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Westmont catering company plans expansion, food truck and more. Tammy Paolino/Courier-Post

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Years before she wrote her first book, Dawn Jackson Blatner, a well-known registered and licensed dietician and cooking instructor, had been hiding a secret. Despite her passion for a healthful vegetarian lifestyle and serving as a nutritional expert on CNN and NBC Nightly News, she was, in fact, an occasional “closet meat eater.”

“I was a vegetarian, but I’d ‘sneak’ meat,” said Blatner. “I didn’t want to say no to a burger at the family barbecue, or a hot dog at a ballgame, or to the turkey at Thanksgiving. I never felt bad about it, but I was calling myself a vegetarian.”

Then she came across a word that had been coined back in 2003 and was selected as the American Dialect Society’s Most Useful Word of the Year: flexitarian. The Merriam-Webster dictionary defined it as, “one whose normally meatless diet occasionally includes meat or fish.”

“The flexitarian movement is different than veganism or vegetarianism, as it has a very pro-plants slant as opposed to anti-meat,” explained Blatner. “You don’t have to be a full vegan or vegetarian to practice it and it’s both very flexible and healthful. It’s exciting.”

It was so exciting to her that in 2008 she wrote and published her first book, “The Flexitarian Diet: The Mostly Vegetarian Way to Lose Weight, Be Healthier, Prevent Disease, and Add Years to Your Life.” That same year, food journalist and activist Michael Pollan had published “In Defense of Food: An Eater’s Manifesto,” which contained his definitive and pithy conclusion as to the ideal human diet: “Eat food. Not too much. Mostly plants.”

Fast forward to 2017. The benefits of a plant-based diet have been well-documented, and many people have explored vegetarianism or veganism. Now, however, some are changing their diets because of an issue that goes beyond personal health or animal rights: the role the agricultural and livestock industry plays in global warming.

The industry is the third largest generator of greenhouse gases, according to recent data compiled by the United Nations Food and Agricultural Organization. These gas emissions come from three sources: carbon dioxide from cultivated soils, nitrous oxide from manure deposited and left on pastures — and the largest source in this category, methane from “enteric fermentation” (otherwise known politely as the “flatulence” of livestock, predominantly from beef cattle).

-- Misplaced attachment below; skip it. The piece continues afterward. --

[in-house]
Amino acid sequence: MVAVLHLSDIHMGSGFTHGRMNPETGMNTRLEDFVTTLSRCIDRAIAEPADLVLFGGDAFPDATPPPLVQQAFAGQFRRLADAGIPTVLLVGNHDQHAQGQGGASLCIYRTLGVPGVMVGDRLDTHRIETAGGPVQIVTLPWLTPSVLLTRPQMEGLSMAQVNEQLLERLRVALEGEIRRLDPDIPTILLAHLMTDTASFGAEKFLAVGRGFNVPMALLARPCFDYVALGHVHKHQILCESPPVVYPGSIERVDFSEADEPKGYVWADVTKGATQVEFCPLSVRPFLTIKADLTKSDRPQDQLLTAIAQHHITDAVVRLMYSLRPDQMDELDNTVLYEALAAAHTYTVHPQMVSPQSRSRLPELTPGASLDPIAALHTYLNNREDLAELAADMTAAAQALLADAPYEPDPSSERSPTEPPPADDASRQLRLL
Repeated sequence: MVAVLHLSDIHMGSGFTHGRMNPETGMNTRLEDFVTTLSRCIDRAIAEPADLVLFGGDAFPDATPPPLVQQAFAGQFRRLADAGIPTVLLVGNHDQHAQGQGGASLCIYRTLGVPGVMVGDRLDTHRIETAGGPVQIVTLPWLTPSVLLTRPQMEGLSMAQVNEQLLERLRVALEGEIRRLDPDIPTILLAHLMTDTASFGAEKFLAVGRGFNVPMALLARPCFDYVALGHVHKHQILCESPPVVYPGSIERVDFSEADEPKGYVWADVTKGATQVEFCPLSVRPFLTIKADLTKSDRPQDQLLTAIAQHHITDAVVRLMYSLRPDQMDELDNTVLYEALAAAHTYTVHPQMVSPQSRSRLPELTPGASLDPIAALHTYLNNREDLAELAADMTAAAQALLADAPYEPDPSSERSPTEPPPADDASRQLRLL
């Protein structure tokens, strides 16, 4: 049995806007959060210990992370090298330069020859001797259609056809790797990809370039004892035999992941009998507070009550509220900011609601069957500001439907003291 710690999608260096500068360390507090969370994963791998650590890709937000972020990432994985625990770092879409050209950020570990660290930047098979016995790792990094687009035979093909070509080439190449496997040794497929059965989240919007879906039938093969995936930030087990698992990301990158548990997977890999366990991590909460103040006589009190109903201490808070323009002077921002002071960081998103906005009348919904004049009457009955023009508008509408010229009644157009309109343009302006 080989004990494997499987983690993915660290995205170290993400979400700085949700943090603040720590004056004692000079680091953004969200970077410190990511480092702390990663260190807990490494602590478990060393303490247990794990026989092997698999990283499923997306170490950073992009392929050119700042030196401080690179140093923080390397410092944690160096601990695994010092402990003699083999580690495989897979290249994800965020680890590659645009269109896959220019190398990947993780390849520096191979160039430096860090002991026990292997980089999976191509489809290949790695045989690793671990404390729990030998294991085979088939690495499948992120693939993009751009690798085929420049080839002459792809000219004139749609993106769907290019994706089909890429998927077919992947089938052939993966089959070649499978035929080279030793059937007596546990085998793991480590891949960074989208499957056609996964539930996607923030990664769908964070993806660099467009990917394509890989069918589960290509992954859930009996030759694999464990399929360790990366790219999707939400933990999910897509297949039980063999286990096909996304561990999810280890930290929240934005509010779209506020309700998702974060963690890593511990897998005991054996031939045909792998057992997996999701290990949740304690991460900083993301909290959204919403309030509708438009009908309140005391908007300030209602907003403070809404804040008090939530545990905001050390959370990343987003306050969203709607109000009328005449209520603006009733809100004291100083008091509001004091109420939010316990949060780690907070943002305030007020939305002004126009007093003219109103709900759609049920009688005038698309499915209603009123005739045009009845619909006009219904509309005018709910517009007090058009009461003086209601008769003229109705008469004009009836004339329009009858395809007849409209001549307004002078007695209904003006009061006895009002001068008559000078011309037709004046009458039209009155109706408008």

Yet what if you want to be responsible, but simply love the taste of meat and can’t imagine a fulfilling culinary life without it?

Even Anna Lappé, a sustainable food advocate and educator (and daughter of Frances Moore Lappé, author of the 1971 environmental vegetarianism classic, “Diet for a Small Planet”), acknowledges it is difficult to expect longtime meat eaters to quit eating meat entirely. In her 2006 book, “Diet for a Hot Planet: The Climate Crisis at the End of Your Fork and What You Can Do About It,” she suggests that “reducing the amount of meat on our plates is a good start and provides lists of “Low-Meat Alternatives” and “Vegetarian Meals for Meat Lovers,” and addresses the concept of “Meatless Mondays.”

That’s where being a ‘flexitarian” comes in. Blatner advises one of the keys to joyful, more plant-based eating is to make sure to have what she calls meaningful “meat moments.”

“I call them meaningful meat moments because they’re usually social, such as a juicy burger at a summer barbecue or a traditional dish at family dinner," said Blatner. “I think the idea is that if you want it, you can have it: but not just eating it randomly or by default. I usually pair it with vegetables, paying homage to them on my plate. And I think it’s a personal thing as to when and how to have it. “

The other key, she said, is to fill your plate with plants that have more of what makes meat so appealing to the palate: umami — a savory taste.

“When you miss meat, most of what you miss is that flavor. You can redirect some of your meaty cravings with vegetarian sources of umami," advised Blatner.

She points to soy sauce, mushrooms (including truffles), Parmesan cheese, tomato sauce, green tea, potatoes (both white and sweet), and walnuts as satisfying sources of umami.